NMBCH owns more than 350 acres of land. It provides plenty of room for activities. Among a gym, a meeting hall with a commercial kitchen and offices, children and houseparents live in four separate brick homes. A working farm and garden provide meat (beef, chicken and pork) and fresh vegetables. Also, to accommodate volunteers and other NMBCH friends, a small RV park borders the back of the loop road. Recently, the home added a pottery shed with donor-provided equipment. 

Over the years, NMBCH has formed relationships with individuals and community organizations. Portales-area volunteers teach children how to care for and train their animals. A local organization, United Dairy Women, reimburses the home for all dairy products purchased.


This article first appeared in the Baptist New Mexican.

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EDITOR'S NOTE: From the States, typically published each Tuesday by Baptist Press, relays news and feature stories from state Baptist papers and other publications on initiatives by Baptist churches, associations and state conventions in evangelism, church planting and Great Commission outreach, including partnership missions. Reports about churches,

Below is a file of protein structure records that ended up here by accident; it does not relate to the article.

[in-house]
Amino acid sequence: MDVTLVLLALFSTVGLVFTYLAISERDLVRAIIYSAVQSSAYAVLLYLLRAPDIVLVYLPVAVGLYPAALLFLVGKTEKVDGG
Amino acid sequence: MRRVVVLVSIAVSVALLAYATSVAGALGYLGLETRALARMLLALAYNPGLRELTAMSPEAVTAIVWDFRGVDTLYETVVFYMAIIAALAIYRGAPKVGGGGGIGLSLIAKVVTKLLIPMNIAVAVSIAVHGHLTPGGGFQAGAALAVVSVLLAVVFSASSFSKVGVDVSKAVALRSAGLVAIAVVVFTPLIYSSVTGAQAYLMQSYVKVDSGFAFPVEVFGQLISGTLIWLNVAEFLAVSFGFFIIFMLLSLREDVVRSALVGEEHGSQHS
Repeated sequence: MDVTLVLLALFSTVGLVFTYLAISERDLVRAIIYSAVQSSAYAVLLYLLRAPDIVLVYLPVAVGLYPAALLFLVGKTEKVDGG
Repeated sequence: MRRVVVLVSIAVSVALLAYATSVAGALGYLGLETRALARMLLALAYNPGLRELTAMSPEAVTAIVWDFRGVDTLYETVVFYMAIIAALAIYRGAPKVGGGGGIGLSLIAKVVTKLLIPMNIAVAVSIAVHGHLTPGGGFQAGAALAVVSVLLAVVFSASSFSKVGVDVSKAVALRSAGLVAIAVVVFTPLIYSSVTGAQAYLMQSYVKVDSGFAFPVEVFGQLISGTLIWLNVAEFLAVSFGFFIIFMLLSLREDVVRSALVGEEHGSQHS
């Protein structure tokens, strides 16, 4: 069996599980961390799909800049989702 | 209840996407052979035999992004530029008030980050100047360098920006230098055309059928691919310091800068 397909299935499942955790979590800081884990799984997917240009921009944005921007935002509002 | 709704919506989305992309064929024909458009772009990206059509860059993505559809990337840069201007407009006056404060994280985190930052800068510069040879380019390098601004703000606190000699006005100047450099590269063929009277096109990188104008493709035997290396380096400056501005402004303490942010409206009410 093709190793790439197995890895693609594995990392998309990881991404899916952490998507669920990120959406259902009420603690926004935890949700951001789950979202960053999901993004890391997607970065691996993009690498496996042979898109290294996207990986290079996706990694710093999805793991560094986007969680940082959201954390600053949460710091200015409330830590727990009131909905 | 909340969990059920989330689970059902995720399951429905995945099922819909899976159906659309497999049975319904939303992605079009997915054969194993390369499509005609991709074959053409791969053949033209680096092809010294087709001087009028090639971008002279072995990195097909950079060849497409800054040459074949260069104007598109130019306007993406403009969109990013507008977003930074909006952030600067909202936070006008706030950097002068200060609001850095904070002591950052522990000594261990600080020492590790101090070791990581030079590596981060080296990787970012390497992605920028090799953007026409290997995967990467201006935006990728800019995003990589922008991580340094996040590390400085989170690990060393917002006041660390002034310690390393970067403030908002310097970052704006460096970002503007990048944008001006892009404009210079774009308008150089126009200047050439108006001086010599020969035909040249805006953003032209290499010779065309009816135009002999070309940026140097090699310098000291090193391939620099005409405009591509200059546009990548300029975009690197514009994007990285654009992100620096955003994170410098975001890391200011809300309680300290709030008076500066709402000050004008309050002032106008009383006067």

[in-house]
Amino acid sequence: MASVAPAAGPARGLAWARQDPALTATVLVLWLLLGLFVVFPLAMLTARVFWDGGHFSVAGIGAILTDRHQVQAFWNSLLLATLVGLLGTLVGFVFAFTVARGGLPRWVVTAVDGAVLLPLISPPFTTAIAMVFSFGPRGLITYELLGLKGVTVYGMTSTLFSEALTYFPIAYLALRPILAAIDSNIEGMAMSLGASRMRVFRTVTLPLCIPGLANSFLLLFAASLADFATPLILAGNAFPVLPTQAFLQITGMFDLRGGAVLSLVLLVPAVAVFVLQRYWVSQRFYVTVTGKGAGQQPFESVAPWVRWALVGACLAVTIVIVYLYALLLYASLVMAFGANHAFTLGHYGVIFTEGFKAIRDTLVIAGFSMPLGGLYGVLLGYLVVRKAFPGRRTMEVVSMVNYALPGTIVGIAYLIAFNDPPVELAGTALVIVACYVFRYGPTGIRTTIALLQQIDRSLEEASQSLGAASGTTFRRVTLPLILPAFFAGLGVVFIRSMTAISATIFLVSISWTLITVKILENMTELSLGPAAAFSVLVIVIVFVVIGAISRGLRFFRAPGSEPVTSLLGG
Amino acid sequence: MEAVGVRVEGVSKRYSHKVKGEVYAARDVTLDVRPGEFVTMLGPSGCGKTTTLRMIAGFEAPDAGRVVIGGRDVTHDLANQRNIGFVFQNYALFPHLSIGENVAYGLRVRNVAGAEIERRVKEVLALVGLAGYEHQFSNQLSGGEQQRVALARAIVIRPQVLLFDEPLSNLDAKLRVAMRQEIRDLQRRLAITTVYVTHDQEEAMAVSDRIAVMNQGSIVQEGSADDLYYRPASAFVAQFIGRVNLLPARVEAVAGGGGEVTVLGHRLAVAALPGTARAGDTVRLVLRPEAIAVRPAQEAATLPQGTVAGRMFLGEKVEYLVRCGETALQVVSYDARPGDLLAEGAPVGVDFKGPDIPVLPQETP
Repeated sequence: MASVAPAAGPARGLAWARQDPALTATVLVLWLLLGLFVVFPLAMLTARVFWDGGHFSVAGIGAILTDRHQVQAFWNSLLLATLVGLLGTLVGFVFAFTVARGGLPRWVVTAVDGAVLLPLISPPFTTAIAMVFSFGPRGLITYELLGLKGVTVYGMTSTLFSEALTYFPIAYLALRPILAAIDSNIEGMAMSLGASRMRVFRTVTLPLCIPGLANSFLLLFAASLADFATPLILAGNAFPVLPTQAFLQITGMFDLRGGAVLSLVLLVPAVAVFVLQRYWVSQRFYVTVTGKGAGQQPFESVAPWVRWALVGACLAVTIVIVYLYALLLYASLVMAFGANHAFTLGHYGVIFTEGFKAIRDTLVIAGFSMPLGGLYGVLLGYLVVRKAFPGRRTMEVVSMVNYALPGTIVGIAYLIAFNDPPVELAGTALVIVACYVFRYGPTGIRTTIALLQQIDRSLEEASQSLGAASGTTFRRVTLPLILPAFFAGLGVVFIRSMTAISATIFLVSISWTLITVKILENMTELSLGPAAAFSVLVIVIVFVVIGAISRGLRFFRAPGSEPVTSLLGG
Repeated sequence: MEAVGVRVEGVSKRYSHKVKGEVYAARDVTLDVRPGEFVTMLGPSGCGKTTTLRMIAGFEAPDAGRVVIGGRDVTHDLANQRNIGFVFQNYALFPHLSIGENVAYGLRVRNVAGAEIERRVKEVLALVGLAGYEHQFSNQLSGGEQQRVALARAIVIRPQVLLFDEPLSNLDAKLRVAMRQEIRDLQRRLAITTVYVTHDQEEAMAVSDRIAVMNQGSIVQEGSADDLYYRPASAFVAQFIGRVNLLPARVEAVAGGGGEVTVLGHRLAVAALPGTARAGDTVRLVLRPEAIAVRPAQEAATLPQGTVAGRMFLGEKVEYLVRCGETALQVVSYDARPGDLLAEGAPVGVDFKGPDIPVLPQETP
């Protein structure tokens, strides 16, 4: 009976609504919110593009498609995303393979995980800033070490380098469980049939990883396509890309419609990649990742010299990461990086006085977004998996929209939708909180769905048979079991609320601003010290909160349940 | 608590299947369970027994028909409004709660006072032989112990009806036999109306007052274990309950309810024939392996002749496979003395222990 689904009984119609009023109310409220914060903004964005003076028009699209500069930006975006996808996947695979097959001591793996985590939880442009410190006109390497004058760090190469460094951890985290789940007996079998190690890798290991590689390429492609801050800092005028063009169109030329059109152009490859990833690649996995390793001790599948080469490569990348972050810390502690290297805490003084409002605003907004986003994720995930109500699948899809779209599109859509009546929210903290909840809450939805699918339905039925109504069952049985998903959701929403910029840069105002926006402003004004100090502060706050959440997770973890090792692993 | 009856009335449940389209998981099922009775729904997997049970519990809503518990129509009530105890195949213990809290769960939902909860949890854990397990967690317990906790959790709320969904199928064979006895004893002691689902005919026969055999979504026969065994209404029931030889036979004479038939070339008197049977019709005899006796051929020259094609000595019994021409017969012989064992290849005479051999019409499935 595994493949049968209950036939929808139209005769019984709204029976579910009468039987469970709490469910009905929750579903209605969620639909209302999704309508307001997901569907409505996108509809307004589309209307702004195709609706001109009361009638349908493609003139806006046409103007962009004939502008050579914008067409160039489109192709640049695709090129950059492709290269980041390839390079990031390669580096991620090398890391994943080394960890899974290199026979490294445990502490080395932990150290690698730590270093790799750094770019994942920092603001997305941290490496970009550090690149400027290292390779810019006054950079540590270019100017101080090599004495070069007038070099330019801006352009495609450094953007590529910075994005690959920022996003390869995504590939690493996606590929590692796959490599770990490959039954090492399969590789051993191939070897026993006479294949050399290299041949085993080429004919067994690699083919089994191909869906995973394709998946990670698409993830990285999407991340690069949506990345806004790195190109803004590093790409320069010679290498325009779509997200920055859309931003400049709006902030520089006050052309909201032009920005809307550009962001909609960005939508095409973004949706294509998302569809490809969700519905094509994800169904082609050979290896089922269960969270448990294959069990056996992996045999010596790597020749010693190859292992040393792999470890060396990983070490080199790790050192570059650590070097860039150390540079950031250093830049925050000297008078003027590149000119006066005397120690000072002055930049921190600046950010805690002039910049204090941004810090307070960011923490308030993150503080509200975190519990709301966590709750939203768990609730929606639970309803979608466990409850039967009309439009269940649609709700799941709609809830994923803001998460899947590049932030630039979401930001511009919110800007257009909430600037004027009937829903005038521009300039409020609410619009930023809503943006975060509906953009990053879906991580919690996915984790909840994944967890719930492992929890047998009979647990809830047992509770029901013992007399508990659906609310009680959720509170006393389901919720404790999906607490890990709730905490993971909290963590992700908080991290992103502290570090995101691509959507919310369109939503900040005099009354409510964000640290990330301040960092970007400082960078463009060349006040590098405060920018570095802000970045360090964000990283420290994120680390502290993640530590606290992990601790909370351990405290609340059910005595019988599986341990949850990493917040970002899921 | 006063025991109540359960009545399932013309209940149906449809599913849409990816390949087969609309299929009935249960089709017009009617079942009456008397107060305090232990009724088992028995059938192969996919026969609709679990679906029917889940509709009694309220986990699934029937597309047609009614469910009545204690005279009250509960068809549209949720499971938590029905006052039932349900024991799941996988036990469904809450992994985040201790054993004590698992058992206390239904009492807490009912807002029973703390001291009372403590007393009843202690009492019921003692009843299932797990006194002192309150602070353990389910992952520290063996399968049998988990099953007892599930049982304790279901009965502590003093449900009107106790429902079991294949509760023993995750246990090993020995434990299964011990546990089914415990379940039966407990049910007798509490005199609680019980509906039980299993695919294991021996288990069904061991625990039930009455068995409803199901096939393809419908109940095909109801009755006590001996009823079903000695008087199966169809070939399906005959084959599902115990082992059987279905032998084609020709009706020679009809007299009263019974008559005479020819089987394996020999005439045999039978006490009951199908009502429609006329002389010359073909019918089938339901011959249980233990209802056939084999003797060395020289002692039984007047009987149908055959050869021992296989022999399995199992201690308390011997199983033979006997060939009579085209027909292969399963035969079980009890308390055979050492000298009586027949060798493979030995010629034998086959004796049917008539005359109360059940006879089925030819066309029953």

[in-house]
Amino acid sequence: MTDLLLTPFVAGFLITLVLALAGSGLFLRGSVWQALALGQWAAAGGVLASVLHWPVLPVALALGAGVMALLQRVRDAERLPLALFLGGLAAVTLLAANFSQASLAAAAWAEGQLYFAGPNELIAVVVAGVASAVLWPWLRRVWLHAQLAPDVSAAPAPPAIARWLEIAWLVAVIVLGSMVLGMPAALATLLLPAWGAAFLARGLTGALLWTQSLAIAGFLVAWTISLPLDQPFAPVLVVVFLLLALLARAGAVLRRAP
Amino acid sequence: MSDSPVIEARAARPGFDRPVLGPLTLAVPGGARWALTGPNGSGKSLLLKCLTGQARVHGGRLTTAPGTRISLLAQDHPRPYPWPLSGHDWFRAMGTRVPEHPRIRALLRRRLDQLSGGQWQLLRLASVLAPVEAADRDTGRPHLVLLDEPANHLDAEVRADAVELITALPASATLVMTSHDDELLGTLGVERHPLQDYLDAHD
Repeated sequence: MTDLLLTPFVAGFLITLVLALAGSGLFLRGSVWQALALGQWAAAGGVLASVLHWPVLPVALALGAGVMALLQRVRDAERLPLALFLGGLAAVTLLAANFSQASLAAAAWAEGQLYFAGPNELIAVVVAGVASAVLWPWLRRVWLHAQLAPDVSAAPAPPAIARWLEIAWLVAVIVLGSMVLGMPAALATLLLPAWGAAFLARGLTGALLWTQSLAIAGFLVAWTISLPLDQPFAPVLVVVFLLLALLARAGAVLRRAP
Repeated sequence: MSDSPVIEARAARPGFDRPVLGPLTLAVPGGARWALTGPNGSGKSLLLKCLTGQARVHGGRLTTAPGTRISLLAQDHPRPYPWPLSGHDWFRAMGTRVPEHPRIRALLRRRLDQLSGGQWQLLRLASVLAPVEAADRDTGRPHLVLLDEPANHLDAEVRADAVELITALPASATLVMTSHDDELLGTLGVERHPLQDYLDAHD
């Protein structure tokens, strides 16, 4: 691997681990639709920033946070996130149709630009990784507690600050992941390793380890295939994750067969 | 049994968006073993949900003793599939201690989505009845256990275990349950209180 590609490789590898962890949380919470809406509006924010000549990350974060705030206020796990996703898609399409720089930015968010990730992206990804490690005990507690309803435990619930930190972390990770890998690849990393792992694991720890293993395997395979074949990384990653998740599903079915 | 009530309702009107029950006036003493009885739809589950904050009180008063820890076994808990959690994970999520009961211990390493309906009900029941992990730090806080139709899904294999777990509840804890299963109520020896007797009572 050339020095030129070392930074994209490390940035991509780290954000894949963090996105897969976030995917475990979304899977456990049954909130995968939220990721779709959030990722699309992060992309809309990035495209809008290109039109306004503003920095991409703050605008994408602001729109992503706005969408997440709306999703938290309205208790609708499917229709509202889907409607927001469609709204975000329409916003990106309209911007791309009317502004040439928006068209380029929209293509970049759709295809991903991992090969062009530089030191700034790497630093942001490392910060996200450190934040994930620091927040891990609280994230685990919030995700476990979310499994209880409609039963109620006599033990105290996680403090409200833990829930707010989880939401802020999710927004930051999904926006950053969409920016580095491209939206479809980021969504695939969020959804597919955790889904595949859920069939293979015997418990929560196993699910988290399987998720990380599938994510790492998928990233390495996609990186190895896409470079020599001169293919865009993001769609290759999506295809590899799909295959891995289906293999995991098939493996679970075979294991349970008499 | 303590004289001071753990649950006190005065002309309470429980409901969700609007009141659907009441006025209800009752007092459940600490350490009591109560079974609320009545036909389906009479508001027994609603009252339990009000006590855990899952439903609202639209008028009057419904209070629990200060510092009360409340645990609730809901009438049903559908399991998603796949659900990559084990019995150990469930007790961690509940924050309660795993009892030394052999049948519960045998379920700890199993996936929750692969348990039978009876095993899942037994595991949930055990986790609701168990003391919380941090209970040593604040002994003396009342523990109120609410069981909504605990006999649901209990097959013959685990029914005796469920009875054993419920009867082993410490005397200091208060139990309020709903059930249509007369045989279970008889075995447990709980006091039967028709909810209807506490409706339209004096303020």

associations and state conventions responding to the International Mission Board's call to embrace the world's unengaged, unreached people groups also are included in From the States, along with reports about church, associational and state convention initiatives in conjunction with the North American Mission Board's call to Southern Baptist churches to broaden their efforts in starting new churches and satellite campuses. Except for minor style, security, formatting and grammatical changes, the items appear in Baptist Press as originally published.

Ashley Perham recently served as a Baptist and Reflector intern. Rebecca Kauk writes for the Baptist New Mexican.